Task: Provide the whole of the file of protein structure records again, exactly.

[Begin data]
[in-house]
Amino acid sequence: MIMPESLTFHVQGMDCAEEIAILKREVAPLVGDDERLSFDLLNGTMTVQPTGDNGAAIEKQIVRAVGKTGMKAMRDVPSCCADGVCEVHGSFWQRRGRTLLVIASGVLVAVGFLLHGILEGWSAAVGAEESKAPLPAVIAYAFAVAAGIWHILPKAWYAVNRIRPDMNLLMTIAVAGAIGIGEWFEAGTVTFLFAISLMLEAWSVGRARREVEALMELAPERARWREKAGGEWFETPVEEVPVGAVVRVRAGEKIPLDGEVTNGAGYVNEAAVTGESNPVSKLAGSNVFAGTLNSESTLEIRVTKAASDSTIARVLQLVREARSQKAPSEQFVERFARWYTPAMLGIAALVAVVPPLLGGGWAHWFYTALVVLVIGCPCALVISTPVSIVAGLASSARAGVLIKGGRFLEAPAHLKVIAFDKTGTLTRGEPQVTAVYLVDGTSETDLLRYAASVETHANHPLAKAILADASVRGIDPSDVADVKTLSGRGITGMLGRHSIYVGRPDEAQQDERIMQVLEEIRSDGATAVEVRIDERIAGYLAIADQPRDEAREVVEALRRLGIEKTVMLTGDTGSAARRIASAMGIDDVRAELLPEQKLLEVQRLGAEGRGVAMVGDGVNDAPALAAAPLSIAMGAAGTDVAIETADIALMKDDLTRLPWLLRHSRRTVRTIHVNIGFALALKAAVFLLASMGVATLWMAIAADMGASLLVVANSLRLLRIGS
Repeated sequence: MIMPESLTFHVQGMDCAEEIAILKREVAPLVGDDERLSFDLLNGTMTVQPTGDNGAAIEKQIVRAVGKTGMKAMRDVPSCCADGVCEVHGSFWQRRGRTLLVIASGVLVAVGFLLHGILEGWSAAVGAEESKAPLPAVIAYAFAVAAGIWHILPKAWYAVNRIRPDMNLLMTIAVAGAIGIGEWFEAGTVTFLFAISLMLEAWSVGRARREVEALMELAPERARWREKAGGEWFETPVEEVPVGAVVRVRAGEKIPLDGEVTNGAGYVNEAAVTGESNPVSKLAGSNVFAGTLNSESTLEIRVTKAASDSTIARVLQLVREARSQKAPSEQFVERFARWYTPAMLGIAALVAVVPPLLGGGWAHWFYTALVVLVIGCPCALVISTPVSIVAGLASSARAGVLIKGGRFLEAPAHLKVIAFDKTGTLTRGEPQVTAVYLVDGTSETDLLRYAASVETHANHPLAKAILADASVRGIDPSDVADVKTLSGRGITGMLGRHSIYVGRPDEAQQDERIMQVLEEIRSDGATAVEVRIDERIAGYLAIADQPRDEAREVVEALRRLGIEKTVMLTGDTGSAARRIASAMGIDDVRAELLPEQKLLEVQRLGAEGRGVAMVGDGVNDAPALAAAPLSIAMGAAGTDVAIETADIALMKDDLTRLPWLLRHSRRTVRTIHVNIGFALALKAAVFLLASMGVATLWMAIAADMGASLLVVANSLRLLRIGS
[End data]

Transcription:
[in-house]
Amino acid sequence: MIMPESLTFHVQGMDCAEEIAILKREVAPLVGDDERLSFDLLNGTMTVQPTGDNGAAIEKQIVRAVGKTGMKAMRDVPSCCADGVCEVHGSFWQRRGRTLLVIASGVLVAVGFLLHGILEGWSAAVGAEESKAPLPAVIAYAFAVAAGIWHILPKAWYAVNRIRPDMNLLMTIAVAGAIGIGEWFEAGTVTFLFAISLMLEAWSVGRARREVEALMELAPERARWREKAGGEWFETPVEEVPVGAVVRVRAGEKIPLDGEVTNGAGYVNEAAVTGESNPVSKLAGSNVFAGTLNSESTLEIRVTKAASDSTIARVLQLVREARSQKAPSEQFVERFARWYTPAMLGIAALVAVVPPLLGGGWAHWFYTALVVLVIGCPCALVISTPVSIVAGLASSARAGVLIKGGRFLEAPAHLKVIAFDKTGTLTRGEPQVTAVYLVDGTSETDLLRYAASVETHANHPLAKAILADASVRGIDPSDVADVKTLSGRGITGMLGRHSIYVGRPDEAQQDERIMQVLEEIRSDGATAVEVRIDERIAGYLAIADQPRDEAREVVEALRRLGIEKTVMLTGDTGSAARRIASAMGIDDVRAELLPEQKLLEVQRLGAEGRGVAMVGDGVNDAPALAAAPLSIAMGAAGTDVAIETADIALMKDDLTRLPWLLRHSRRTVRTIHVNIGFALALKAAVFLLASMGVATLWMAIAADMGASLLVVANSLRLLRIGS
Repeated sequence: MIMPESLTFHVQGMDCAEEIAILKREVAPLVGDDERLSFDLLNGTMTVQPTGDNGAAIEKQIVRAVGKTGMKAMRDVPSCCADGVCEVHGSFWQRRGRTLLVIASGVLVAVGFLLHGILEGWSAAVGAEESKAPLPAVIAYAFAVAAGIWHILPKAWYAVNRIRPDMNLLMTIAVAGAIGIGEWFEAGTVTFLFAISLMLEAWSVGRARREVEALMELAPERARWREKAGGEWFETPVEEVPVGAVVRVRAGEKIPLDGEVTNGAGYVNEAAVTGESNPVSKLAGSNVFAGTLNSESTLEIRVTKAASDSTIARVLQLVREARSQKAPSEQFVERFARWYTPAMLGIAALVAVVPPLLGGGWAHWFYTALVVLVIGCPCALVISTPVSIVAGLASSARAGVLIKGGRFLEAPAHLKVIAFDKTGTLTRGEPQVTAVYLVDGTSETDLLRYAASVETHANHPLAKAILADASVRGIDPSDVADVKTLSGRGITGMLGRHSIYVGRPDEAQQDERIMQVLEEIRSDGATAVEVRIDERIAGYLAIADQPRDEAREVVEALRRLGIEKTVMLTGDTGSAARRIASAMGIDDVRAELLPEQKLLEVQRLGAEGRGVAMVGDGVNDAPALAAAPLSIAMGAAGTDVAIETADIALMKDDLTRLPWLLRHSRRTVRTIHVNIGFALALKAAVFLLASMGVATLWMAIAADMGASLLVVANSLRLLRIGS